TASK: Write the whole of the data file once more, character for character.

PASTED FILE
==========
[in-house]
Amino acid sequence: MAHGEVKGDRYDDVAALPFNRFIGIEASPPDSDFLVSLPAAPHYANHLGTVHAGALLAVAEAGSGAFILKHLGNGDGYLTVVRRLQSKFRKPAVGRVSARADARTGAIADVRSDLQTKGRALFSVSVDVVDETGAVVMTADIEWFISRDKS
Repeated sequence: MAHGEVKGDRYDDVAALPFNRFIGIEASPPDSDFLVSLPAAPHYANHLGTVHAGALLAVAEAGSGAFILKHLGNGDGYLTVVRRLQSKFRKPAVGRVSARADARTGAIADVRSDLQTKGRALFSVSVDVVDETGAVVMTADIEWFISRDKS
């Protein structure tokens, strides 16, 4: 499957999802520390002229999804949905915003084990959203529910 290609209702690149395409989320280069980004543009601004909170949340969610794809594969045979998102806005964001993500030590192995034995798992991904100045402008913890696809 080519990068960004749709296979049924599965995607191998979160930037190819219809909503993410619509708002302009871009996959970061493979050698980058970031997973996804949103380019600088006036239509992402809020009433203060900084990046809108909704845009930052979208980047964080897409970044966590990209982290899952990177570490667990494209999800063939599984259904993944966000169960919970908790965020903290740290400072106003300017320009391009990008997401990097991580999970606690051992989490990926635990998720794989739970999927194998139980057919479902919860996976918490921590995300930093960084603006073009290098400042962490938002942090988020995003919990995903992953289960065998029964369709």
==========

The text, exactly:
[in-house]
Amino acid sequence: MAHGEVKGDRYDDVAALPFNRFIGIEASPPDSDFLVSLPAAPHYANHLGTVHAGALLAVAEAGSGAFILKHLGNGDGYLTVVRRLQSKFRKPAVGRVSARADARTGAIADVRSDLQTKGRALFSVSVDVVDETGAVVMTADIEWFISRDKS
Repeated sequence: MAHGEVKGDRYDDVAALPFNRFIGIEASPPDSDFLVSLPAAPHYANHLGTVHAGALLAVAEAGSGAFILKHLGNGDGYLTVVRRLQSKFRKPAVGRVSARADARTGAIADVRSDLQTKGRALFSVSVDVVDETGAVVMTADIEWFISRDKS
């Protein structure tokens, strides 16, 4: 499957999802520390002229999804949905915003084990959203529910 290609209702690149395409989320280069980004543009601004909170949340969610794809594969045979998102806005964001993500030590192995034995798992991904100045402008913890696809 080519990068960004749709296979049924599965995607191998979160930037190819219809909503993410619509708002302009871009996959970061493979050698980058970031997973996804949103380019600088006036239509992402809020009433203060900084990046809108909704845009930052979208980047964080897409970044966590990209982290899952990177570490667990494209999800063939599984259904993944966000169960919970908790965020903290740290400072106003300017320009391009990008997401990097991580999970606690051992989490990926635990998720794989739970999927194998139980057919479902919860996976918490921590995300930093960084603006073009290098400042962490938002942090988020995003919990995903992953289960065998029964369709």